Case Study: MR identifies residual tumor for complete resection

A 43-year-old male golf professional presented with low-grade glioma recurrence in the motor cortex. The original glioma was resected at BWH in 1999 using intra-operative MR guidance.  Since that time, he has performed well, continuing to work with some intermittent partial seizures. The team’s goal was to provide a safe, yet maximal resection of his tumor, recognizing the importance of his motor function to his livelihood. Preoperative structural and functional MRI images were obtained, as well as diffusion tensor imaging (DTI) with tractography to define the relationship of the tumor to adjacent motor elements including cortical areas and the cortico-spinal tracts. He underwent an awake craniotomy, performed by Dr. Golby in the AMIGO suite, which confirmed the findings of the preoperative functional MRI and tractography with electrophysiological mapping. After an initial resection, intra-operative MR demonstrated a small area of residual tumor. In addition, intra-operative DTI demonstrated the intra-operative configuration and position of the cortico-spinal tracts. The intra-operative MR images were used to localize the area of residual tumor and achieve a radiographically complete resection. The patient tolerated the procedure well and was discharged on the second post-operative day free of neurologic deficit.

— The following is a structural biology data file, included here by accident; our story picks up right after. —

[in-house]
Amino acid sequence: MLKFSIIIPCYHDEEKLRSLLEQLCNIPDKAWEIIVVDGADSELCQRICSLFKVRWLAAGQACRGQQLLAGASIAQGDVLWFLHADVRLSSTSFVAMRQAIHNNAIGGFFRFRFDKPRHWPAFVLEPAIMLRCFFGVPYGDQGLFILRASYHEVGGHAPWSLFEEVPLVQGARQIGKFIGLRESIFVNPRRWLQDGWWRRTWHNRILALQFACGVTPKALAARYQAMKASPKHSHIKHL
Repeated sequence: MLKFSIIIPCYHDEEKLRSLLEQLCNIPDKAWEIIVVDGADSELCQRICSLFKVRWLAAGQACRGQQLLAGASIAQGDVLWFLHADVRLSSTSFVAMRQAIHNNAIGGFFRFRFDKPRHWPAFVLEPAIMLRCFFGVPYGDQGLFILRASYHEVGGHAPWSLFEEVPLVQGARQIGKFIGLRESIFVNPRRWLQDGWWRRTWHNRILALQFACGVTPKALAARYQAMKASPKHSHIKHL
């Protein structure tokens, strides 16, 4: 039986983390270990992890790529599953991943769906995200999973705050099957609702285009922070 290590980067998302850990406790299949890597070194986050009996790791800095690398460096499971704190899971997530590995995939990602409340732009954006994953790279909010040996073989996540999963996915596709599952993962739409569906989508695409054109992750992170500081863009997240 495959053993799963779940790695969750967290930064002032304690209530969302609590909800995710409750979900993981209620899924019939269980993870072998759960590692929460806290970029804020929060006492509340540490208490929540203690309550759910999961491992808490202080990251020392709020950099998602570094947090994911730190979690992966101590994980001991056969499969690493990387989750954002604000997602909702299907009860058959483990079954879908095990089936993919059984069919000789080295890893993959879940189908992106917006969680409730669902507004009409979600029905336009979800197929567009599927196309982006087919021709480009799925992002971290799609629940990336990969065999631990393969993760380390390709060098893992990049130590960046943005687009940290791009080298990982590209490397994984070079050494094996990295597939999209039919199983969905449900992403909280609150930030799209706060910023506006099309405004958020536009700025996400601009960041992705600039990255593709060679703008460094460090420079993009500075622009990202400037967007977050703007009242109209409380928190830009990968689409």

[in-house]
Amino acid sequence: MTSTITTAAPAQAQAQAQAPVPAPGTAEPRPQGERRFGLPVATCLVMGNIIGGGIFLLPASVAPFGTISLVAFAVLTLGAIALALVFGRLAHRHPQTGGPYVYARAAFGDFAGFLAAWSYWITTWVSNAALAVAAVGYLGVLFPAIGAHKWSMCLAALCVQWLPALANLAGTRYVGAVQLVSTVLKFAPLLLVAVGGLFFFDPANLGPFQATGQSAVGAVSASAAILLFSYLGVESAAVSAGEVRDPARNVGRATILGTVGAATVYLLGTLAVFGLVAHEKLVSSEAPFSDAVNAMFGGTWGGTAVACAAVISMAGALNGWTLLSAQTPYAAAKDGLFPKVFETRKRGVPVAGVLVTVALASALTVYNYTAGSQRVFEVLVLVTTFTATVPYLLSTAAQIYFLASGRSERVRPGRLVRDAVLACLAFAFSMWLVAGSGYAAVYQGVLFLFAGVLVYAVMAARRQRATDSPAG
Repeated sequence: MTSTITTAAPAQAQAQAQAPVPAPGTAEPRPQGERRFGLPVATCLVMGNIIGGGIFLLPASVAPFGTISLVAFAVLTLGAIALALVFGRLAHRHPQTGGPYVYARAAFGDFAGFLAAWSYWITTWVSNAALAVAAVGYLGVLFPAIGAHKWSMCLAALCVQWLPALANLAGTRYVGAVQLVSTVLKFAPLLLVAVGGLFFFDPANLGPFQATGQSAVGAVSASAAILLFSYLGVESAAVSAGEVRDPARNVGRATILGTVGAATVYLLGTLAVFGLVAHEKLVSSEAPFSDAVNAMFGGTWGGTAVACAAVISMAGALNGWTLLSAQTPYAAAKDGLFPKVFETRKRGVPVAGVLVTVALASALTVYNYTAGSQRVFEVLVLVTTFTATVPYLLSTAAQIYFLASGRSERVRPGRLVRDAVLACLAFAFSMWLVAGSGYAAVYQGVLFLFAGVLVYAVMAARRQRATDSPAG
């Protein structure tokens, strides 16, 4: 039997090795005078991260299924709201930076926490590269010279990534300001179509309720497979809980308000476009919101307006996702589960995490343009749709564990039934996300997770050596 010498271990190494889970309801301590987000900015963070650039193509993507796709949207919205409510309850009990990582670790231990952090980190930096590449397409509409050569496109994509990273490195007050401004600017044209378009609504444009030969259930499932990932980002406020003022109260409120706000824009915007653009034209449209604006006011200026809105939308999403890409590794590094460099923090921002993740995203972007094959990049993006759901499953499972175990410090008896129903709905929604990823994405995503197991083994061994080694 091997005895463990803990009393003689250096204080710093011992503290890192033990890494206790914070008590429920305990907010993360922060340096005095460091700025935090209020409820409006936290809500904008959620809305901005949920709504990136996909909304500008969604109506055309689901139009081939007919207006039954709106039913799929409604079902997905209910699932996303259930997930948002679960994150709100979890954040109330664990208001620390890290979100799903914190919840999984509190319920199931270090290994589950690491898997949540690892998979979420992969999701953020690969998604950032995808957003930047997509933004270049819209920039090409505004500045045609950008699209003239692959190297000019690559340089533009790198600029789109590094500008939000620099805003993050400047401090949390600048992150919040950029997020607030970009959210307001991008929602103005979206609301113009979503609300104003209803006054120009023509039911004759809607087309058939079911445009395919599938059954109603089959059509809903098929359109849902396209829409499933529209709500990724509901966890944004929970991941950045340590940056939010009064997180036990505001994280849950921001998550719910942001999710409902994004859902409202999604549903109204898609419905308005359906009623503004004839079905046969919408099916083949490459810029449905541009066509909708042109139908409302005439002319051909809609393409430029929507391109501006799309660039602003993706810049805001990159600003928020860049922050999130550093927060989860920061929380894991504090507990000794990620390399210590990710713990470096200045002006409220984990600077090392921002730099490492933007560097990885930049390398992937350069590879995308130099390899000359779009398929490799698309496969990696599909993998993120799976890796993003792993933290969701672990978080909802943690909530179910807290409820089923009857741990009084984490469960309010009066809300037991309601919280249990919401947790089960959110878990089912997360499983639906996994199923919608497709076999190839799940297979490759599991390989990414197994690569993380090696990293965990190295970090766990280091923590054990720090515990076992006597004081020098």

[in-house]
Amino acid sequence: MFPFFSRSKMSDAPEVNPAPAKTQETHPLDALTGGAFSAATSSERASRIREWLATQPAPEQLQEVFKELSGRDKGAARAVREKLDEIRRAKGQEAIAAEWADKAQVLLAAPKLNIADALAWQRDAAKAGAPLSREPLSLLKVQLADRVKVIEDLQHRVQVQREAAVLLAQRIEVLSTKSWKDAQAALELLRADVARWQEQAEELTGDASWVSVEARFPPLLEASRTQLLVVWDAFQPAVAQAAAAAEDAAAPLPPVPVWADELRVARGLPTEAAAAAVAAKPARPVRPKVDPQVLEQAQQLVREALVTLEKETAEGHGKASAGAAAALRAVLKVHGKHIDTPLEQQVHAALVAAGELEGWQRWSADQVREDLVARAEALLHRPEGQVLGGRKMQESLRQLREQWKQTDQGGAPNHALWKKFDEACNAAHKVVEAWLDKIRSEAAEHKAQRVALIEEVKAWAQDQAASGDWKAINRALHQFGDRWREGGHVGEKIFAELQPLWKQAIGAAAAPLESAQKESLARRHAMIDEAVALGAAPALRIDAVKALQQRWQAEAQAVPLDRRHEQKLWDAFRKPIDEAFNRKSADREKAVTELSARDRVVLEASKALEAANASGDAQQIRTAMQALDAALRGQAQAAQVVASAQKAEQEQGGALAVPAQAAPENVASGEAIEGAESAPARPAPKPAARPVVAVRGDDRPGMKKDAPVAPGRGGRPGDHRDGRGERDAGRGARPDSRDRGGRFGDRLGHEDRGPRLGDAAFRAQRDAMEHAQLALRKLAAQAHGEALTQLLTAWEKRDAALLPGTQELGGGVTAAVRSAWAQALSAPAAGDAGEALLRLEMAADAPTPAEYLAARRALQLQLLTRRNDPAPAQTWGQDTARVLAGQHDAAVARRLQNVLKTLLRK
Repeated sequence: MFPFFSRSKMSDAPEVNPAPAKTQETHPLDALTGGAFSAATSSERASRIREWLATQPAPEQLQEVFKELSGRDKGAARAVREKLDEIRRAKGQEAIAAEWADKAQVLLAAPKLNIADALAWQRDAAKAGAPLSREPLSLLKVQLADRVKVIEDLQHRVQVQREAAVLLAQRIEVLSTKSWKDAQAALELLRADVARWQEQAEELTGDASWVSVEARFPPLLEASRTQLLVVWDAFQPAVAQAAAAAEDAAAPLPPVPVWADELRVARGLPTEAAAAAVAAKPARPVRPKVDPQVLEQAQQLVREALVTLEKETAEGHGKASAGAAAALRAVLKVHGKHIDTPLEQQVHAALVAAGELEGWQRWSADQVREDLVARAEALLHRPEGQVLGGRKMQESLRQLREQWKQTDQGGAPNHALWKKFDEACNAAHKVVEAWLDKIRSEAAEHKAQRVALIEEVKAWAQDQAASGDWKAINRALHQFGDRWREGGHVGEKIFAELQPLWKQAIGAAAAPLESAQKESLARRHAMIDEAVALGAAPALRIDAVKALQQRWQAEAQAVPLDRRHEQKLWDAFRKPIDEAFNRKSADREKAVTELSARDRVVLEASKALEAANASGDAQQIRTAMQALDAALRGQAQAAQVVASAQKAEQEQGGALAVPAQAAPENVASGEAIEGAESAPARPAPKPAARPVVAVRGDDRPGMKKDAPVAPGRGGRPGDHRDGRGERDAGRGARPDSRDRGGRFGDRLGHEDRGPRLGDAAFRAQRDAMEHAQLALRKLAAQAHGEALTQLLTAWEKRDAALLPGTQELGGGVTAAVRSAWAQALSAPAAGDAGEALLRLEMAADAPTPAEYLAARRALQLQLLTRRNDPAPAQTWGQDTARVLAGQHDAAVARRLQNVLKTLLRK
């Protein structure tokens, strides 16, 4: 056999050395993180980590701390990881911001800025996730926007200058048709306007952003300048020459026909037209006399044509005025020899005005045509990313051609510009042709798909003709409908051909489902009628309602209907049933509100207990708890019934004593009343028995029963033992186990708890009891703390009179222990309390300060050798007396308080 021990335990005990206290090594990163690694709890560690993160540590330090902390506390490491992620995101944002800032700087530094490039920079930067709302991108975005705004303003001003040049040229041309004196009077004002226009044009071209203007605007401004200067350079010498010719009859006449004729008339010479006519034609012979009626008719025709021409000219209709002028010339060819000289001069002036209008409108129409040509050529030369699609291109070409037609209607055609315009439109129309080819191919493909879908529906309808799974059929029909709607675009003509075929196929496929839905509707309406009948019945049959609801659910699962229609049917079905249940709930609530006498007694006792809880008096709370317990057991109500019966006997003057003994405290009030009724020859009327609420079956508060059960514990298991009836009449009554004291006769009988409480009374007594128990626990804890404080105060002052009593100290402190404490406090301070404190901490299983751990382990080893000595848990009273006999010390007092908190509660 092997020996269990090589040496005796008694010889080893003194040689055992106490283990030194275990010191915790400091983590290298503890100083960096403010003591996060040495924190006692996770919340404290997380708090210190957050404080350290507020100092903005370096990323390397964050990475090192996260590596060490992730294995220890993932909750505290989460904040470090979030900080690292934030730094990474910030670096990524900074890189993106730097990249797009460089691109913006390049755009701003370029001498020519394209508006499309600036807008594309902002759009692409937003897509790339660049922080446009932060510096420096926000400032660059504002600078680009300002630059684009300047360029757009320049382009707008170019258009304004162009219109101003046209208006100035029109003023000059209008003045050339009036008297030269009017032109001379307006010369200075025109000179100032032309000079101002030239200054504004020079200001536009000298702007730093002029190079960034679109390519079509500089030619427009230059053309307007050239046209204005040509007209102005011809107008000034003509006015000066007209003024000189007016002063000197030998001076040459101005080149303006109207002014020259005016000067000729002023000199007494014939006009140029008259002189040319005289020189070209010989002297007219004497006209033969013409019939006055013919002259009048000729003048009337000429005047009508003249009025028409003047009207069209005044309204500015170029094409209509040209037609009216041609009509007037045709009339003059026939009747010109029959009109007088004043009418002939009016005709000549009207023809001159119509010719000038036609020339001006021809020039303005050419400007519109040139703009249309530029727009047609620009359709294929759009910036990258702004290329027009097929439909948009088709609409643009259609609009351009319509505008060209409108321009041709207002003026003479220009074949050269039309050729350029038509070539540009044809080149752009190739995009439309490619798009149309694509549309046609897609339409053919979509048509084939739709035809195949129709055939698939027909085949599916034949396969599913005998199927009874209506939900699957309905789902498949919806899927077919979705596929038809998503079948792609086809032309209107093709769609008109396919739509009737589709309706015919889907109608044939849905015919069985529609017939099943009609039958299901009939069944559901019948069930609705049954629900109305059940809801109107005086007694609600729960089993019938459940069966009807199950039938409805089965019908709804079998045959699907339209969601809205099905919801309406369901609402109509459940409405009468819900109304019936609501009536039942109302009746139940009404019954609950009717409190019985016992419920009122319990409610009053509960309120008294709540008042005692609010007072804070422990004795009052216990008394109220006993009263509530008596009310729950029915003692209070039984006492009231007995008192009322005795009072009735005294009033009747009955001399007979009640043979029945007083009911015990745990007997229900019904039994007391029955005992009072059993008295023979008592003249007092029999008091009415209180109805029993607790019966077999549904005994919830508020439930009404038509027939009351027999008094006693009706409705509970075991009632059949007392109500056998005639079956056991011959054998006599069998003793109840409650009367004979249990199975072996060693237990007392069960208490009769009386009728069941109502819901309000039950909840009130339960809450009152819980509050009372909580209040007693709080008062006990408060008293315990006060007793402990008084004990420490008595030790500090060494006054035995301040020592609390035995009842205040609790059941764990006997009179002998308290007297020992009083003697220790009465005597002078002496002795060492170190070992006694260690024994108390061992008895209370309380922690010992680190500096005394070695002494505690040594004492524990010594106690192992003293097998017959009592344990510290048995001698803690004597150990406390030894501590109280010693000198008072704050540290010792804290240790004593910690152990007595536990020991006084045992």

MIGO images
This image shows the proximity of the tumor to the motor areas. Close cropped fMRI on T2 show foot, hand, and face activations (in purple, blue and orange) as well as the 3D segmented tumor. Pre-op DTI shows the tumor surrounded by the white matter tracts, including one area where the tract goes through part of the tumor. Intra-operative T2 weighted MRI shows small residual tumor marked in orange with reference to original tumor size marked in green. Post-op T2 shows a near gross total resection.

Future AMIGO Neurosurgical Endeavors

Dr. Golby is collaborating with researchers to develop intraoperative probes and imaging advances for future use in AMIGO, including:

  • Researcher Nathalie Agar, PhD, Director of Neurosurgical Treatments, is working on a mass spectrometric probe for intra-operative use. Tissue analysis using this technology is compared with histopathological analysis and imaging to validate results;
  • A beta probe under development is designed to identify residual tumor. A cyclotron at Brigham and Women’s Hospital will be helpful in developing a radioisotope tracer to be used with this probe and the PET-CT scanner in AMIGO;
  • Development and validation of multi-modality image fusion, non-rigid image deformation, and coregistration. This will maximize intraoperative information, updated as the procedure progresses.